What the 2018 PCI DSS 3.2.1 Updates Mean for You

The PCI Security Standards Council (SSC) introduced a few updates this year to the PCI DSS (PCI Data Security Standard). Although most of the updates are minor, there are issues that will impact how your organization implements PCI compliance solutions.

The primary goal of the PCI DSS assessment is to identify all technology and process vulnerabilities posing a risk to the security of cardholder data that is transmitted, processed, or stored by an organization. So, let’s take a look at some of the updates and diagnose how you may or may not be impacted by these changes.

Continual Compliance

The PCI DSS will continue to evolve through its major and minor updates. As a former QSA with the PCI DSS, the recommendation I have always stood by is to engage a QSA (Qualified Security Assessor) that you trust early in the compliance process and continue the collaboration for as long as it takes to achieve and maintain compliance. Finding the right QSA is much like finding the right tax advisors–while they must convey the regulations of tax laws, they are employed by you and should be on your side, giving guidance to ensure security and therefore compliance at the right cost and to achieve the benefits you need.

PCI Focused on Greater Organizational Flexibility

The current PCI SSC Chief Technology Officer, Tony Leach, discussed that the standards council is specifically looking at ways in which they can:

  • Provide greater flexibility for organizations to focus on the security controls for protecting payment data.
  • Recognize changes in technology, as well as data assets, that reduce risk for payment environments for all types of organizations.


Challenges exist in the interpretation of the PCI DSS controls by the PCI QSAC (Qualified Security Assessor Company). Unfortunately, every QSAC must take a companywide stance to ensure consistency among QSAs. However, each QSA is different with their own set of skills and predispositions. In other words, the biggest fear every merchant or service provider has is QSA turnover in their organization or the QSAC that services them. Why? Because it’s virtually a certainty that a new QSA will find something different (and probably immaterial) to focus on after a merchant or service provider has been PCI-compliant for years.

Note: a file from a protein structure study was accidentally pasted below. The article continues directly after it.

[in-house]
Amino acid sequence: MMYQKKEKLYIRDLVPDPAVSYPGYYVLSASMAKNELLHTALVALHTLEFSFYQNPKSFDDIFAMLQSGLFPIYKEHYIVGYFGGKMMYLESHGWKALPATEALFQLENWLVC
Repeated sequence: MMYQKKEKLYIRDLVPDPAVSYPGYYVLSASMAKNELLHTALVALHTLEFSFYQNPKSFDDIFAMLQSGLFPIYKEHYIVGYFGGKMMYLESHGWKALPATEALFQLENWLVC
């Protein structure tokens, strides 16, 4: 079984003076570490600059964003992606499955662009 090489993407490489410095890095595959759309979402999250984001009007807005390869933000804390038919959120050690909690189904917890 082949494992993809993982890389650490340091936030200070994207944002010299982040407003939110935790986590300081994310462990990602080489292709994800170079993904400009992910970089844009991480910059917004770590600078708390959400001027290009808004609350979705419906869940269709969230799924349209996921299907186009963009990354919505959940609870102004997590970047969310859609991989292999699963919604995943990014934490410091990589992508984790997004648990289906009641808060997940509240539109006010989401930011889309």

As far as flexibility is concerned, Mr. Leach is referring to having organizations of more diverse industries and sizes join the council. As participating organizations, they can impact how SAQs and the DSS are designed to deal with organizations that have different sets of technological needs than the more complex organizations which the DSS focuses on today.

Self-Assessment Questionnaires Are Evolving

The updated Self-Assessment Questionnaires (SAQs) include the 3.2.1 updates. These SAQs are designed for smaller organizations with a modest transactional volume, but they can be used to monitor and report on the entire PCI DSS control set. I see SAQs becoming more focused and rigorous as security controls demand even tighter conformance and reporting, even from organizations with lite transaction volumes. Technologically, I believe that the SAQs will become more web-based, making them easier to complete, submit, and be reviewed by the entity responsible for maintaining compliance validation for the merchant or service provider.